Yet neither can we spiritualize everything whenever we encounter difficulty in understanding the scriptures. I consider the first part (verses 1-10) which is addressed to the Prince of Tyre as being applicable to Ittobalus but that the second part (verses 11-19)—which is a lamentation against the King of Tyre—points to the future Antichrist. Verse 2 mentions Tyre as being in the midst of the sea. In reading Daniel 11.41-45 we know that when the future Antichrist will be in Palestine he will most probably stay in Tyre.
Hence he is called the King of Tyre. Actually the Antichrist is but Satan incarnated, this is why many of the things here have reference to Satan himself. If we study the Bible carefully, we will see that it is not against the normal teaching of God’s word to relate Satan and the Antichrist together. We know that regardless of the fact people have their own will, their decisions in life are either influenced by the workings of God in them (Phil. 2.13) or by workings of evil spirits (Eph. 2:2).
Man does not have complete liberty in himself. Ordinarily, the people of the world are under the influence of evil spirits. Sometimes, where weighty matters are concerned Satan himself may step in and work. We saw how he came personally to tempt Christ in the wilderness, how he tried to use Peter to dissuade Christ from the cross; and finally, how he entered Judas’ heart in order to destroy Christ. In the last days he will join with the Antichrist in the arena of the world. Hence the Bible states this: “Even he [the lawless one], whose coming is according to the working of Satan.” (2Thess. 2:9). For Satan shall give him “his power, and his throne, and great authority” (Rev. 13:2).
In view of the fact that Antichrist is Satan incarnated, the Holy Spirit speaks of them as one. So that in these verses all the supernatural things have reference to Satan himself while the rest speaks of the Antichrist. Now our purpose here is not to engage in research on the Antichrist but to know the creatures of the original world and to discover the reason for its desolation. Consequently, we shall set aside the places where Antichrist is referred to and focus our attention on those things involving Satan.
“How art thou fallen from heaven, O day-star, son of the morning!” (Is. 14:12). Before the archangel’s fall, he was called the Day-Star, the Son of the Morning. After his rebellion, he was called Satan—which means the adversary. “Thou sealest up the sum, full of wisdom, and perfect in beauty.” (Ez. 28:12). This was the archangel’s condition prior to his sin. He was higher than all the other angels. These terms—“the sum . . . full . . . perfect”—indicates that he was the greatest among the original creatures.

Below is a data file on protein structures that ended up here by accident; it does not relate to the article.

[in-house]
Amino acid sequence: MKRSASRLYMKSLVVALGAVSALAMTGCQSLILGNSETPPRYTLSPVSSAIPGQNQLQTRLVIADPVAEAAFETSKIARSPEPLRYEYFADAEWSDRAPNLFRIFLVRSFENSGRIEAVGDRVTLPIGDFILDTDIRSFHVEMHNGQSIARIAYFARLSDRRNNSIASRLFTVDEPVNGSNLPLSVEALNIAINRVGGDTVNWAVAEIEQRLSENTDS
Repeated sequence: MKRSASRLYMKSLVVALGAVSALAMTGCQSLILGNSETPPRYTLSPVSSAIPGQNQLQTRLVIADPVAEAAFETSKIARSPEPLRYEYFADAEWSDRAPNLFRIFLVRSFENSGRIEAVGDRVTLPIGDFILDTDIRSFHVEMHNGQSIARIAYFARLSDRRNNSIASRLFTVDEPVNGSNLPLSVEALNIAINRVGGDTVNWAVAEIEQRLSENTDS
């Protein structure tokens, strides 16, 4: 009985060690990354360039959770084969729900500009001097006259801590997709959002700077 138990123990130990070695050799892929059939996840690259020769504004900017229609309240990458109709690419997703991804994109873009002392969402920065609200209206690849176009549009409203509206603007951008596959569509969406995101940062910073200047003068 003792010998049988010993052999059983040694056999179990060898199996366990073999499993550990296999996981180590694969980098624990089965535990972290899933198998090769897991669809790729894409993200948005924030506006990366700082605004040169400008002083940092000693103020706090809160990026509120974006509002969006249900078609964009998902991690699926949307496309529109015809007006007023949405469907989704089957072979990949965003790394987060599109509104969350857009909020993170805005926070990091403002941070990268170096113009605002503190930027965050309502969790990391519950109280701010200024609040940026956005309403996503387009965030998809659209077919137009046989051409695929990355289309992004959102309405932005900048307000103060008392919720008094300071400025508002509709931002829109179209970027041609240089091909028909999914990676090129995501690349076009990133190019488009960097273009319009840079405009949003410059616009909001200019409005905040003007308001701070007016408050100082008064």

God placed him above all others. Moreover, he was full of wisdom, indicative of his understanding of God’s will; probably he had at that time the office of a prophet. “Thou wast in Eden, the garden of God; every precious stone was thy covering.” (v.13a). In Genesis 3 we see the presence of Satan. He was there not having every precious stone as his covering but rather he was there as a tempter to tempt Adam and Eve. These two Edens do not co-exist, at the time of Adam’s Eden, Satan had already fallen, but in the Eden mentioned here, Satan had not fallen yet.
This implies that this Garden of Eden must have existed before Adam’s Eden. This tells us that it must have belonged to the former world, and not to the present world. We can relate this to the New Jerusalem in the future, having many precious stones such as the sardis, jasper, and so on. The Eden which Adam habitated, although different; the Bible draws attention only to the trees in it, nothing was said of its bejeweled covering. Hence the Eden here must be different from Adam’s Eden. The precious stones, which the archangel was clothed with, remind us of the precious stones which Aaron the priest had on him (see Ex. 28).
This paints a picture that God had probably established him as a priest. “The workmanship of thy tabrets and of thy pipes was in thee” (v. 13b). In the Bible, we see that musical instruments were used by kings. For example, how David played the harp before King Saul, how, in reference to another king, his “pomp is brought down to Sheol, and the noise of [his] viols” when the King of Babylon was destroyed (Is. 14.11), and how the cornet, flute, harp, sackbut, psaltery, dulcimer, and all kinds of music was sounded when the King of Babylon was elated (see Dan. 3).
It is evident that the archangel at that time was made king and therefore he was given all these musical instruments by God. “Thou wast the anointed cherub that covereth” (v.14a). ‘Anointed’ means he was being set apart. The work of a ‘Cherub’ or ‘Living creature’ (Eze. 10.15) is to lead in worshiping the Lord (see Rev (4:9,10; 5.11-14). So that Lucifer’s work at the beginning was to lead the creatures of that day in the worship of God. This also implies that he was functioning in the office of a priest. “And I set thee, so that thou wast upon the holy mountain of God; thou hast walked up and down in the midst of the stones of fire” (v.14b).
The mountain of God most probably is the place where the glory of God is manifested. Since he is God’s priest, Lucifer would naturally stand before God and serve Him. What is the meaning of “walked up and down in the midst of the stones of fire”? According to Ezekiel 1:26, the place of the cherubim or ‘living creatures’ is just beneath the throne of God (see Eze 1:19).
When Moses and seventy of the elders of Israel were called to Mount Sinai, the bible says that “they saw the God of Israel; and there was under his feet as it were a paved work of sapphire stone, and as it were the very heaven for clearness . . . And the appearance of the glory of Jehovah was like devouring fire on the top of the mount in the eyes of the children of Israel” (Ex. 24.10, 17). So this paved work of sapphire stone which looked like devouring fire is ‘the stones of fire’ spoken of here in Ezekiel 28:14b. It shows us that Lucifer dwelled in the habitation of the Most High where he was very close to God. “Thou wast perfect in thy ways from the day that thou wast created, till iniquity was found in thee.” (v.15).